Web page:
EP Review: The Burnt Tapes – Alterations

The new EP from London’s favourite ‘regret punks’ is a moody, melodic masterstroke. FFO: Iron Chic, Leagues Apart and Red City Radio.

Review by Mark Bartlett.

When I first saw The Burnt Tapes on a poster (a year or so ago) I’d already decided that they were awesome before ever hearing a note of music, such is the power of an excellent band name. But a band needs to be more than just a really really cool name. On Alterations the London-via-Athens band deliver six tracks that stand toe to toe with their peers and cement their position at the top of the pile of London’s best punk bands. Tone Apostolopoulos (vocals & bass), Phil Georgoulopoulos (lead vocals & guitar), Panos Tessaromatis (vocals & guitar) and Jordan Hall (Drums), have delivered one of 2017’s standout melodic punk releases.

Burnt Tapes 1.jpg

Short opener Alterations sets the tone and pace nicely. Sonically, it all begins in a fairly sunny fashion, with triumphant progressions and some flowery harmonies that are effectively betrayed by vocals that take the granite chewing grit of Hot Water Music’s Chuck Ragan, viewed through a modern Iron Chic-esque lens. “‘Cause at twenty-eight, what the fuck can you change?”

Lead track Oh Marie was the first song I was exposed to. I immediately got vibes that took me back to circa 2001 post-hardcore/emo classic bands. Musically, the chord changes are a bit Good Mourning-era Alkaline Trio. The opening progression is menacing and bubble-wrapped in glass half-empty pessimism. Lyrically, we’re in a dark place here: “I’ve looked better, you’ve looked worse. Crawling on the ground for your last cigarette.”

It’s followed by one of the two strongest tracks on the record. The excellently punny Wayne Regretzky opens with a huge, sparkly pop riff that leads into the most dynamically interesting verse-to-chorus changes on the EP. Lyrically, it’s poignant and personally affecting with the refrain, “All good things pass, real fast,” delivering the record’s best lyrical moment.

Ghosts is arguably the EP’s weakest moment. It’s still a great, entertaining track, but it’s a little short and lacks a hook of the magnitude delivered on the rest of the record’s tracks. In context though, it works absolutely fine.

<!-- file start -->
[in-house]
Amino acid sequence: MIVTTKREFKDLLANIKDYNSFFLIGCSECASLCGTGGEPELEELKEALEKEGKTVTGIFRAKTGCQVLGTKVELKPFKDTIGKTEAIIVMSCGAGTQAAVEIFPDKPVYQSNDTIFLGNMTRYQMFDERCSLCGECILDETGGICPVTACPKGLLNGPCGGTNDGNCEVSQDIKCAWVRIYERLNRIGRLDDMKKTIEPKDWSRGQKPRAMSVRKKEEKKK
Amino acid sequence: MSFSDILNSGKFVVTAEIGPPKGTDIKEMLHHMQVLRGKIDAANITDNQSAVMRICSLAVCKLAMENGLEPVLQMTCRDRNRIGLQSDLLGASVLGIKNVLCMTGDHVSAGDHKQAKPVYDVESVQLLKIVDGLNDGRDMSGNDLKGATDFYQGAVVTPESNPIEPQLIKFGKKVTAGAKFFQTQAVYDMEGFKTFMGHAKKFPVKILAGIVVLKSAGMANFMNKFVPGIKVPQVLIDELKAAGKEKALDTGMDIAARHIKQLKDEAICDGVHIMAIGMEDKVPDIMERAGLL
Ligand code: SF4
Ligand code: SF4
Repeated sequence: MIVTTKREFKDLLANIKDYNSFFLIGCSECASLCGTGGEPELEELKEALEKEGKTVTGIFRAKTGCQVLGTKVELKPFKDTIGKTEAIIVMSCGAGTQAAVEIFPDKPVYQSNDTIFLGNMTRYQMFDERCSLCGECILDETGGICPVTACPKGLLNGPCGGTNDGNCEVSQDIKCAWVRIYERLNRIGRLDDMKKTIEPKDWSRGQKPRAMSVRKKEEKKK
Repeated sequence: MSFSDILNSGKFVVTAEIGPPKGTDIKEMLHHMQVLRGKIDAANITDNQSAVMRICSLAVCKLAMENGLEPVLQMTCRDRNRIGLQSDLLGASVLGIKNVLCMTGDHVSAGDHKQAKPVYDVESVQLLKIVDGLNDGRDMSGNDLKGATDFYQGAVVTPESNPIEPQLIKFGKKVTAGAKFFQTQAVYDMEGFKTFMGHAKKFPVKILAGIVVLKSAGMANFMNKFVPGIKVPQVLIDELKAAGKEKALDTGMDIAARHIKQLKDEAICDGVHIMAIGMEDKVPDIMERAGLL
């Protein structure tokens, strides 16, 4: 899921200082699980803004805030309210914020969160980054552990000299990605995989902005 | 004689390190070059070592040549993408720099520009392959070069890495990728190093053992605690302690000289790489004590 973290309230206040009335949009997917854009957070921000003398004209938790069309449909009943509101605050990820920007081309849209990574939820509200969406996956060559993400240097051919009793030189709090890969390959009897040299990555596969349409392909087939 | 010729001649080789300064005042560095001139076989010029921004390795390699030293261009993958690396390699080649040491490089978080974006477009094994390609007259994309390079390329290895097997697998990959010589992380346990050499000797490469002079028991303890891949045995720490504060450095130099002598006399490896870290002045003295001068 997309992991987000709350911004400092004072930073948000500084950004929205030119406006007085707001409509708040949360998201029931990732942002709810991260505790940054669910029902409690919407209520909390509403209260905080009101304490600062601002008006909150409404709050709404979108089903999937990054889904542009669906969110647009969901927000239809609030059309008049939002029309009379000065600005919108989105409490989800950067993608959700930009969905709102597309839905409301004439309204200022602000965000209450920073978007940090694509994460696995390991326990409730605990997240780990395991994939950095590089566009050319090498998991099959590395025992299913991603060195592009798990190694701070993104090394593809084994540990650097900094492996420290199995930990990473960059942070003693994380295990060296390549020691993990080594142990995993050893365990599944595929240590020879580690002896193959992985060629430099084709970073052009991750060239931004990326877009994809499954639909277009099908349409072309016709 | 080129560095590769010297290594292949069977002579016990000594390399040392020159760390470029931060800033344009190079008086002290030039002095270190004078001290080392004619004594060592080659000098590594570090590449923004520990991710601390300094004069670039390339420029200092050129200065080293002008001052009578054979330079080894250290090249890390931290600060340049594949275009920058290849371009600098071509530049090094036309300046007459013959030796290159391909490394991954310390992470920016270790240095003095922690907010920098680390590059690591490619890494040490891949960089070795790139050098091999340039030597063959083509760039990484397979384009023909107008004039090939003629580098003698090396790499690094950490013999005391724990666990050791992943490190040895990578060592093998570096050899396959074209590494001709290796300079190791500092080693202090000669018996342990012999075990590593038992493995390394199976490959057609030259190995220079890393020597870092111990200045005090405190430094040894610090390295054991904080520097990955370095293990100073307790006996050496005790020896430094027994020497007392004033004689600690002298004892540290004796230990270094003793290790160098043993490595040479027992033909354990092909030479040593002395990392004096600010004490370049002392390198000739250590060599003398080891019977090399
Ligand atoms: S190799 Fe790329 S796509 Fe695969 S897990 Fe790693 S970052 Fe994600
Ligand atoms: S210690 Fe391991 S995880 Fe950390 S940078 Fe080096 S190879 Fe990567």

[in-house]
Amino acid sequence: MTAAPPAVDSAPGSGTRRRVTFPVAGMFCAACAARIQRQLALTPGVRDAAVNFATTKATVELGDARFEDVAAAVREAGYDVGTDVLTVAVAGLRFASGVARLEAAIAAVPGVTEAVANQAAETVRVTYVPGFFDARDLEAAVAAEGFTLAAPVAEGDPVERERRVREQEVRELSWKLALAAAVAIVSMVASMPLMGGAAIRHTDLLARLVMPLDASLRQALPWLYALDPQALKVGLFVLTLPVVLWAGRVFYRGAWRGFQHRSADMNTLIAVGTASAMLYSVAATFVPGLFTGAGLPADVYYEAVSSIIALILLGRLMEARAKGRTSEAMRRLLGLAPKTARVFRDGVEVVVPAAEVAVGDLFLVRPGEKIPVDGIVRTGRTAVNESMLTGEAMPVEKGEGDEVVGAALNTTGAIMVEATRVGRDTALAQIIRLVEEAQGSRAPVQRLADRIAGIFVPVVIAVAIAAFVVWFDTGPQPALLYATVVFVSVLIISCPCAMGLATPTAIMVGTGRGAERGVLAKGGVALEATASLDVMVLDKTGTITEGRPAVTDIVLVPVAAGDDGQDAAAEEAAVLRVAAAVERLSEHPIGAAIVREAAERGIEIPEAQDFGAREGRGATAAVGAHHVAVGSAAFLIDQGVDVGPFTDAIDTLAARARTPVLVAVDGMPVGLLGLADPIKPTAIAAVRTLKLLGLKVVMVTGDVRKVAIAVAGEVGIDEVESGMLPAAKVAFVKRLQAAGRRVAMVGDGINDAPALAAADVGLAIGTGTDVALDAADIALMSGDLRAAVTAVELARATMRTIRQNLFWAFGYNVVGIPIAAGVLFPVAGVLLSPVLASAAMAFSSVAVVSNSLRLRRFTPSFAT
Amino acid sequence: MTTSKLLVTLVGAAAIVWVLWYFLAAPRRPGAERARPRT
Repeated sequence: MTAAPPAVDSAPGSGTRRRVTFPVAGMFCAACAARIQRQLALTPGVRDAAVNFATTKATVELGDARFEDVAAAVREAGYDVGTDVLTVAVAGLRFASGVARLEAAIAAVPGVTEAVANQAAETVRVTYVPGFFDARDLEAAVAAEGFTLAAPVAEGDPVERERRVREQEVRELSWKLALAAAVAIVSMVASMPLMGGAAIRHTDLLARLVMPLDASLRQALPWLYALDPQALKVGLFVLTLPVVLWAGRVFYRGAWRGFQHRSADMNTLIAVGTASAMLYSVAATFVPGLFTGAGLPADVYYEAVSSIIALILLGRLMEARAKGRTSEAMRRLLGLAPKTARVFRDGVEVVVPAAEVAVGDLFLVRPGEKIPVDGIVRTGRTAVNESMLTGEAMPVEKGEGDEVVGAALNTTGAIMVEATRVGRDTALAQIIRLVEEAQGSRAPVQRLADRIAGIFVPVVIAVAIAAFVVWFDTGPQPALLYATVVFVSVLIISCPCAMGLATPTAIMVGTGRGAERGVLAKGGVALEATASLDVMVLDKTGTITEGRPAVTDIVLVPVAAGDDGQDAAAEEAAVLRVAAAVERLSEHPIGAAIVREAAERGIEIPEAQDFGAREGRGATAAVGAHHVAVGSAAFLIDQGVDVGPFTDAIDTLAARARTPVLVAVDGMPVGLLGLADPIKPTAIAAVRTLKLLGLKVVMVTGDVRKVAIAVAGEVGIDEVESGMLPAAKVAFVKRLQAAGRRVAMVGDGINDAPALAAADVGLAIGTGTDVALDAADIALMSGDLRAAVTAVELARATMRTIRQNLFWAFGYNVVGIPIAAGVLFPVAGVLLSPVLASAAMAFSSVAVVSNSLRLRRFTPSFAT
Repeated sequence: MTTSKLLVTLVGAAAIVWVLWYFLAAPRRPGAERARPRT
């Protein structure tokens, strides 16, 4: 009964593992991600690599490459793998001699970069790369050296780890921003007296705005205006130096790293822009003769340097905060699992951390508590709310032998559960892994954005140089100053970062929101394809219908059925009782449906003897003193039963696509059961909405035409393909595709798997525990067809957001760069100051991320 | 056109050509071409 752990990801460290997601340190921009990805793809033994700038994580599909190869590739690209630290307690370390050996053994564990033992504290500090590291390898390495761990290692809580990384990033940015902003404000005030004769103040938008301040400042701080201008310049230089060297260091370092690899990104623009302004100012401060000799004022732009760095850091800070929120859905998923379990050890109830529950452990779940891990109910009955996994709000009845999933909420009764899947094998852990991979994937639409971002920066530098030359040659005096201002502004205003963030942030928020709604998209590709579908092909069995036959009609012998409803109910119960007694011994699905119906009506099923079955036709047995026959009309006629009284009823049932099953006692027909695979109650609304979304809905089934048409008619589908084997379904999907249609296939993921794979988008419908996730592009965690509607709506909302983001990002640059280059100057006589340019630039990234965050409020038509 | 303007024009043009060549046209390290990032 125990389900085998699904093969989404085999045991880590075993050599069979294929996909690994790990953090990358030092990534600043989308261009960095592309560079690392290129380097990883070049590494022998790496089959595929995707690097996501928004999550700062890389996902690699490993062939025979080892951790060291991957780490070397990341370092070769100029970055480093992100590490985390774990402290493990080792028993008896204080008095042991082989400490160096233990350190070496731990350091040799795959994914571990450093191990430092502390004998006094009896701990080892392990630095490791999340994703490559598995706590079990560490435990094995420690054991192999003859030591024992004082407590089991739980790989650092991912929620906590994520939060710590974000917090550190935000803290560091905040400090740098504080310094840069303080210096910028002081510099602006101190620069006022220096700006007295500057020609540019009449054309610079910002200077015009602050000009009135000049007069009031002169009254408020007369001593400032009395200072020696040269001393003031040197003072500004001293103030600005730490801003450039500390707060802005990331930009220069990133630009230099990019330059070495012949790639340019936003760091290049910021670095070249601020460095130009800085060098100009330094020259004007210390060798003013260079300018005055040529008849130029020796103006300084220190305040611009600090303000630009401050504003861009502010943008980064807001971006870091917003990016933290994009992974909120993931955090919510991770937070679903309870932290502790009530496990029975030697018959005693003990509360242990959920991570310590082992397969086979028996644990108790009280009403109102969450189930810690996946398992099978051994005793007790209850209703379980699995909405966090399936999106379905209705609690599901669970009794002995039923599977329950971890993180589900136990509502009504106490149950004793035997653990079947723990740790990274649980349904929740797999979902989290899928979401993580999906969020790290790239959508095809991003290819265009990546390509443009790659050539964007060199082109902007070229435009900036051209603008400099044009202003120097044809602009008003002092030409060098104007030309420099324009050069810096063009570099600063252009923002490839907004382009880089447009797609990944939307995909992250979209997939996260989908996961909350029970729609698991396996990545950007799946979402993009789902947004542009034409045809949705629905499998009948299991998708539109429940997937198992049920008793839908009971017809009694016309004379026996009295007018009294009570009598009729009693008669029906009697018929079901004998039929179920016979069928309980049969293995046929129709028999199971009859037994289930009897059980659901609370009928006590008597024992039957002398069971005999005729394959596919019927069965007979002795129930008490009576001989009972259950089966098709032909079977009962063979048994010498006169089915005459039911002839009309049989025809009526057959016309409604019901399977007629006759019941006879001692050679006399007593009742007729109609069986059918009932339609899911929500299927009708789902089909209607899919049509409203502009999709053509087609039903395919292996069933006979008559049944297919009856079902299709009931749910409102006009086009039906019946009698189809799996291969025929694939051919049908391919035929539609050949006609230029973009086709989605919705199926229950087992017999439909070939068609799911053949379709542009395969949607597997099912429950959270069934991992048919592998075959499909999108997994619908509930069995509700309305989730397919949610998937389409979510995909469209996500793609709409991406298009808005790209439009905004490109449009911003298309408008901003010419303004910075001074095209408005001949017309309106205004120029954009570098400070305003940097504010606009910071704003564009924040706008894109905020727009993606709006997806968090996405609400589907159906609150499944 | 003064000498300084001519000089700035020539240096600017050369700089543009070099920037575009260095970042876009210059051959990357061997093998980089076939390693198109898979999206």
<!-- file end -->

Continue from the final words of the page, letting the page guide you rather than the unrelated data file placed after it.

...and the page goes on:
Things Get Weird is the obvious highlight purely in terms of earworm catchiness. It’s relatively simple and is driven by the HUGE chorus, “I can’t sleep at night, my broken teeth a reminder. This year’s been a weird one, and it’s not getting better.” Repetition, and layers of additional backing vocals only serve to cement the strength of this awesome track.

The final track The End Of Airlie Gardens reminds me musically of Today’s Empires, Tomorrow’s Ashes-era Propaghandi. A moody opening guitar line twists, changes and finds itself married to the pop-rock awesomeness of the, “The wind and the water, carried me away,” refrain. It ends things as melodically strong as possible.

The Burnt Tapes should be super proud of Alterations. It’s uplifting, even through it’s more melancholic lyrical moments, catchy as the flu and full of idiosyncratic quirks and personal ticks that makes it stand individually alongside other releases within a crowded genre. Spend time with this record. It’s worth every second.

Alterations is available through Lockjaw Records (UK CD/Digital), Umlaut Records (Vinyl) & Cannonball Records. Apparently it’s also available in a bundle with a t-shirt designed by Jason Lubrano! Produced by Jacopo Fokas (Despite Everything/Vodka Juniors).

Give them a Like on Facebook, and keep an eye out for them live at Pie Race, around London, or the Xmas Bash at Warrington’s Old Town House.

Review by Mark Bartlett.

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